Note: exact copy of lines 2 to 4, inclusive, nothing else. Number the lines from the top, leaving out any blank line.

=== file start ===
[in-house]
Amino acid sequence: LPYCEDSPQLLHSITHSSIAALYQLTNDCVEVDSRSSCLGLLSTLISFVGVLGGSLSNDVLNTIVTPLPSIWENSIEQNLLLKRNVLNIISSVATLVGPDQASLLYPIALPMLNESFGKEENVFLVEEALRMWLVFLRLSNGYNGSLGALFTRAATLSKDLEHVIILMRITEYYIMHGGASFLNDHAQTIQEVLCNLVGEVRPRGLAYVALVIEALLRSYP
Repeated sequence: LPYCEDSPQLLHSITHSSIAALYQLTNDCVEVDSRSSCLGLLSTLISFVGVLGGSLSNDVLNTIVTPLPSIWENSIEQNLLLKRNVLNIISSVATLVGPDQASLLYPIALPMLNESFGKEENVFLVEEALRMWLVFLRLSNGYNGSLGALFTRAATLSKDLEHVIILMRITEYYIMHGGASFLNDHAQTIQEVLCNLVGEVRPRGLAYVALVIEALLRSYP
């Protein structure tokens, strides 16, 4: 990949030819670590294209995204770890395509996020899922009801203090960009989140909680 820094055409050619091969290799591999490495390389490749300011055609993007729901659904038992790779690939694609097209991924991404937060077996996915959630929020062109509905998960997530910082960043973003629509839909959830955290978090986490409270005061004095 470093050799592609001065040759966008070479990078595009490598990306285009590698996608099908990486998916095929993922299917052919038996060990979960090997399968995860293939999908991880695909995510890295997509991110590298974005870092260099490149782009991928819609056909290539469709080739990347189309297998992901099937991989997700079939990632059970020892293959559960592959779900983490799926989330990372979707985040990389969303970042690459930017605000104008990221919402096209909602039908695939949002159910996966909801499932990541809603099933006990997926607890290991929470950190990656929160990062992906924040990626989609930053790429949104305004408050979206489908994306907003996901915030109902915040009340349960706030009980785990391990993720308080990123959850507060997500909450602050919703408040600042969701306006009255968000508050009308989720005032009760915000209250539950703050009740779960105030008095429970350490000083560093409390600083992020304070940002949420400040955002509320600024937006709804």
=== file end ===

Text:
Amino acid sequence: LPYCEDSPQLLHSITHSSIAALYQLTNDCVEVDSRSSCLGLLSTLISFVGVLGGSLSNDVLNTIVTPLPSIWENSIEQNLLLKRNVLNIISSVATLVGPDQASLLYPIALPMLNESFGKEENVFLVEEALRMWLVFLRLSNGYNGSLGALFTRAATLSKDLEHVIILMRITEYYIMHGGASFLNDHAQTIQEVLCNLVGEVRPRGLAYVALVIEALLRSYP
Repeated sequence: LPYCEDSPQLLHSITHSSIAALYQLTNDCVEVDSRSSCLGLLSTLISFVGVLGGSLSNDVLNTIVTPLPSIWENSIEQNLLLKRNVLNIISSVATLVGPDQASLLYPIALPMLNESFGKEENVFLVEEALRMWLVFLRLSNGYNGSLGALFTRAATLSKDLEHVIILMRITEYYIMHGGASFLNDHAQTIQEVLCNLVGEVRPRGLAYVALVIEALLRSYP
């Protein structure tokens, strides 16, 4: 990949030819670590294209995204770890395509996020899922009801203090960009989140909680 820094055409050619091969290799591999490495390389490749300011055609993007729901659904038992790779690939694609097209991924991404937060077996996915959630929020062109509905998960997530910082960043973003629509839909959830955290978090986490409270005061004095 470093050799592609001065040759966008070479990078595009490598990306285009590698996608099908990486998916095929993922299917052919038996060990979960090997399968995860293939999908991880695909995510890295997509991110590298974005870092260099490149782009991928819609056909290539469709080739990347189309297998992901099937991989997700079939990632059970020892293959559960592959779900983490799926989330990372979707985040990389969303970042690459930017605000104008990221919402096209909602039908695939949002159910996966909801499932990541809603099933006990997926607890290991929470950190990656929160990062992906924040990626989609930053790429949104305004408050979206489908994306907003996901915030109902915040009340349960706030009980785990391990993720308080990123959850507060997500909450602050919703408040600042969701306006009255968000508050009308989720005032009760915000209250539950703050009740779960105030008095429970350490000083560093409390600083992020304070940002949420400040955002509320600024937006709804």